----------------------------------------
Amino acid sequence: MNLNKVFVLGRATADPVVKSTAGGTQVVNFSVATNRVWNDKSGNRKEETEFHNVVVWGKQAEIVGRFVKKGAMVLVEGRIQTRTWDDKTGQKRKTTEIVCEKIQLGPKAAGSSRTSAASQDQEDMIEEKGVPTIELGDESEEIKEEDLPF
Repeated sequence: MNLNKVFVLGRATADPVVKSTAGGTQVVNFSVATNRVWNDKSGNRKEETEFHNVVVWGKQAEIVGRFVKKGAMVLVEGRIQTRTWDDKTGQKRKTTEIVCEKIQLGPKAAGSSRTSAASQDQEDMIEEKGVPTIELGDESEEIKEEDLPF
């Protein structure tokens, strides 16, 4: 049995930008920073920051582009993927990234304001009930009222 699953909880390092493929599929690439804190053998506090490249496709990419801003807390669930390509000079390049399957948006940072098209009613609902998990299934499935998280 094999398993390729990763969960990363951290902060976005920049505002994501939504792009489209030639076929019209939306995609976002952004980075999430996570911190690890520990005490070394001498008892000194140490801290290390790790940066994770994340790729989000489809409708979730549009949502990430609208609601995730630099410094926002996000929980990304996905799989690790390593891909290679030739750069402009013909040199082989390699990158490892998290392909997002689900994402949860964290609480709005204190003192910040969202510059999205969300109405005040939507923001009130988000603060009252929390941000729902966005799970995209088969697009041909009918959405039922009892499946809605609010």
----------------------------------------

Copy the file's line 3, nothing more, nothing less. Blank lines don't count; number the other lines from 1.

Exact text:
């Protein structure tokens, strides 16, 4: 049995930008920073920051582009993927990234304001009930009222 699953909880390092493929599929690439804190053998506090490249496709990419801003807390669930390509000079390049399957948006940072098209009613609902998990299934499935998280 094999398993390729990763969960990363951290902060976005920049505002994501939504792009489209030639076929019209939306995609976002952004980075999430996570911190690890520990005490070394001498008892000194140490801290290390790790940066994770994340790729989000489809409708979730549009949502990430609208609601995730630099410094926002996000929980990304996905799989690790390593891909290679030739750069402009013909040199082989390699990158490892998290392909997002689900994402949860964290609480709005204190003192910040969202510059999205969300109405005040939507923001009130988000603060009252929390941000729902966005799970995209088969697009041909009918959405039922009892499946809605609010």